TYNE BUILT SHIPS
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Above: Select the required shipbuilder by using initial letter of the surname eg: Armstrong, Palmer or Readhead.
KEY BELOW: D / H / P (D means basic dimensions are shown; H means a history is given; P means one or more photographs are available)
Below: (TT) indicates that the link will open up in a new window belonging to our sister web site Tyne Tugs


Shipbuilder: Bainbridge & Wilson, Willington Quay (1864 - 1866)

Shipbuilder: Bainbridge, Davy & Hopper, Willington Quay (1864 - 1866)

The firm is first seen as Bainbridge & Wilson but also later seen as Bainbridge, Hopper & Wilson, Bainbridge, Davy & Hopper and Bainbridge & Co. The latter description perhaps accurately describing the more fluid nature of the company make up. The original owners appear to have been John Bainbridge (1822-1916) a Master Shipsmith and John Straker Wilson a Shipbroker, both of Byker in Newcastle. Later additions were Herbert Davy and Richard Smith Hopper.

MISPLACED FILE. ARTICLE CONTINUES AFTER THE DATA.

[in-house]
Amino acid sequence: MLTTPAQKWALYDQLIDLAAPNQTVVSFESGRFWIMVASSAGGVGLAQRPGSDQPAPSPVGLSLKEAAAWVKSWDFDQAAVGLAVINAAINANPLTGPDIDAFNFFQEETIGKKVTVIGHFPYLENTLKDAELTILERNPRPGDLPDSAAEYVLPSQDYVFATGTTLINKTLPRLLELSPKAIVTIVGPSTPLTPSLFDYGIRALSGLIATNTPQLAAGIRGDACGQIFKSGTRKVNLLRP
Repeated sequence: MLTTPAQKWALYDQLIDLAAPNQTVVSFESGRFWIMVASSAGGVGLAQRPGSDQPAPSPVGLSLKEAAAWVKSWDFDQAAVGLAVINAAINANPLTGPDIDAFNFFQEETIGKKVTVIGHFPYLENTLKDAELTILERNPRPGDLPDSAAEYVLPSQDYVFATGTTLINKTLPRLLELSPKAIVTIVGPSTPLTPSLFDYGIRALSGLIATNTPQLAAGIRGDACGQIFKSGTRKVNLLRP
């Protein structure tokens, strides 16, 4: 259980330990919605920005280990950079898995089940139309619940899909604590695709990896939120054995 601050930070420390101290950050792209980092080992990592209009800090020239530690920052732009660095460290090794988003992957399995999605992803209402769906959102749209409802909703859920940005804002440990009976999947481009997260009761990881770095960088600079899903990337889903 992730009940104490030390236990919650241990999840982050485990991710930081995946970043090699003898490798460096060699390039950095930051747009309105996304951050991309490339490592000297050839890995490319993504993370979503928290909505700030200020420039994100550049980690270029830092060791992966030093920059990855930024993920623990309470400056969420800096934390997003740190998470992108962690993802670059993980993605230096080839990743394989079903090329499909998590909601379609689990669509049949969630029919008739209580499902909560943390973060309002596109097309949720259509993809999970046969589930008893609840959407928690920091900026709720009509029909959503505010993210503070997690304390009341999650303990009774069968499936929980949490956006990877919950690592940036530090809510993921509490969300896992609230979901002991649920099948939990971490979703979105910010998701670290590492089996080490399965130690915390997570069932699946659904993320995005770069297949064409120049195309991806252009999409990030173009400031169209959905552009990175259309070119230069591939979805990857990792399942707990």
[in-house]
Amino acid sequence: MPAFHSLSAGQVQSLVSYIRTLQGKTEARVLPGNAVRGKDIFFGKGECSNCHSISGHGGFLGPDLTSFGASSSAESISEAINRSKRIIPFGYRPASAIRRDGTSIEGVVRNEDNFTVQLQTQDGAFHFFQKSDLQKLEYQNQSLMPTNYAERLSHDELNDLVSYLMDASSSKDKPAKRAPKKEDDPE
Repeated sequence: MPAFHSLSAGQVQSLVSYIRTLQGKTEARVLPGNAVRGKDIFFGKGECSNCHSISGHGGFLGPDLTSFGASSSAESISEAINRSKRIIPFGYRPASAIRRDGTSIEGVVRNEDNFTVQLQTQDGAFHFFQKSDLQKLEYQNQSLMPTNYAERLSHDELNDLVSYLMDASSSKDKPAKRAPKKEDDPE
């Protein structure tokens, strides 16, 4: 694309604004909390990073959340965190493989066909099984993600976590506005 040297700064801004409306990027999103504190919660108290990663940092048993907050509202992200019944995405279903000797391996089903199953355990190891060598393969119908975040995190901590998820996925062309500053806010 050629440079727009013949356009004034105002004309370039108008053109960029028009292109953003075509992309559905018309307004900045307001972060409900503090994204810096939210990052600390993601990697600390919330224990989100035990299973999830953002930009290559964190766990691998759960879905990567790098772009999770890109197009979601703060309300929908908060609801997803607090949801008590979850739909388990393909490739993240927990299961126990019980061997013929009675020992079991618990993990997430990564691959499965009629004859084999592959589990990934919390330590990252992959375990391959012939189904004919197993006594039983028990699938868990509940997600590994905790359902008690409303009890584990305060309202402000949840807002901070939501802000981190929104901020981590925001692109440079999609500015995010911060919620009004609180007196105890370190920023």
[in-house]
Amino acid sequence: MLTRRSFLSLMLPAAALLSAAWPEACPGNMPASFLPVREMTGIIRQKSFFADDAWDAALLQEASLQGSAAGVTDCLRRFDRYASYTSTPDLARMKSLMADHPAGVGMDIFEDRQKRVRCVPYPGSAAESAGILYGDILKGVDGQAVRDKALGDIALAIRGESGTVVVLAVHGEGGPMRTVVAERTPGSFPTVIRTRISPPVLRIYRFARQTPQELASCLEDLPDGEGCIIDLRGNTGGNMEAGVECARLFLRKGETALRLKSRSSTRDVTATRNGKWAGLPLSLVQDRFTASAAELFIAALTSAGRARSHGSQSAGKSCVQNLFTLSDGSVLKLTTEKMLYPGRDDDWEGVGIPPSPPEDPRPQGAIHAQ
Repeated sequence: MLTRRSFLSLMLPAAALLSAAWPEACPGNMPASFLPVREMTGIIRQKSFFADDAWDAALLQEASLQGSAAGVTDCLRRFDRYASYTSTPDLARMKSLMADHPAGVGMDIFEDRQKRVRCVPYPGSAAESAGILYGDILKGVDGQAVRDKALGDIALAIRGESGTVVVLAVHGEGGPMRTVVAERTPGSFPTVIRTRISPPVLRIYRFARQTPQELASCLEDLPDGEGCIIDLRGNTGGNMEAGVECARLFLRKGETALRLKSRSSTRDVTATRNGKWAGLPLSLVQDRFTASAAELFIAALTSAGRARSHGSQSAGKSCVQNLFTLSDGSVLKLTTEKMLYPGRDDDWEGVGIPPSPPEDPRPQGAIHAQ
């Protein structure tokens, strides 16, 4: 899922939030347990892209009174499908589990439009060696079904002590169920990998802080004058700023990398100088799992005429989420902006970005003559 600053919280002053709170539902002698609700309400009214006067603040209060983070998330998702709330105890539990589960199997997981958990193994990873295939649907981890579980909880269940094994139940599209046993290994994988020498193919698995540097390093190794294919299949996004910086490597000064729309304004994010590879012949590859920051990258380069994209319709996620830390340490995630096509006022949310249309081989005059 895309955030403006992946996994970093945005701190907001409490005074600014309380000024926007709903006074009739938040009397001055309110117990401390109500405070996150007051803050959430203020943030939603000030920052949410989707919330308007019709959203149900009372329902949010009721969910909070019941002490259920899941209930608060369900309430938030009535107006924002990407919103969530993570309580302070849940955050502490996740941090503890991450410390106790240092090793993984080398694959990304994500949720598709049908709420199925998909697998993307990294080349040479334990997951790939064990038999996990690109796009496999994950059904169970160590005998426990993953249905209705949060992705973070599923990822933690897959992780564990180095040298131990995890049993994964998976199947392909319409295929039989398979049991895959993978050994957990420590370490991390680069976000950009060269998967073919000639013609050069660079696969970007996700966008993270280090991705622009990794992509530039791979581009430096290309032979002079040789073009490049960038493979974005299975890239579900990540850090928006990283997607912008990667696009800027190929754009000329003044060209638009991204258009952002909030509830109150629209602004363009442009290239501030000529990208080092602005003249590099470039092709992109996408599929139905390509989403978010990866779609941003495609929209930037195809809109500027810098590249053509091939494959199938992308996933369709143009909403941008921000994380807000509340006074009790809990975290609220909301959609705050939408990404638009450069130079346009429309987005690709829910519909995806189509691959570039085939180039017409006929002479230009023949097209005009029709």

There is no clear indication of the location of the yard. There are suggestions that it may have been on the old Adamson site, prior to Cleland setting up there. The dates would certainly allow this. However, in the Newcastle Journal of Monday 30/01/1865, the launch of the steam tug ROYAL SAXON is described as follows. "Messrs Bainbridge, Davies (sic), and Hopper's premises are on the east side of Messrs Palmer's at Howdon at Willington Quay". The Adamson / Cleland's site, previously mentioned, was on the west side of Palmer's yard.

In the Shields Daily Gazette of Friday 17/02/1865: "Yesterday afternoon a boiler exploded at Messrs Bainbridge & Co's iron shipbuilding-yard, Willington Quay, at about half-past two o'clock. One half of the boiler was sent through two brick walls across the road into Dr Dickenson's garden,and the other half was thrown into the river close beside one of the Commissioner's dredgers. Fortunately no lives were lost. The engineer was slightly scalded. The cause of the explosion has not yet been ascertained."

The partnership was declared bankrupt 27/01/1866.

A son of John Bainbridge was James L Bainbridge, who was a Boiler and Ship Smith at 15 Sandgate on Newcastle Quayside from about 1887 to at least 1934.

The above details are based on an extract from Tyne Shipyard Biographies, copyright of Ron French.


Yd No Year Ship Name D / H / P
1864 MacGregor (TT) D / H / P
1865 Basingstoke D / H
1865 Royal Saxon (TT) D / H
1865 Southampton D / H
1865 Venice D / H
1866 Florence D / H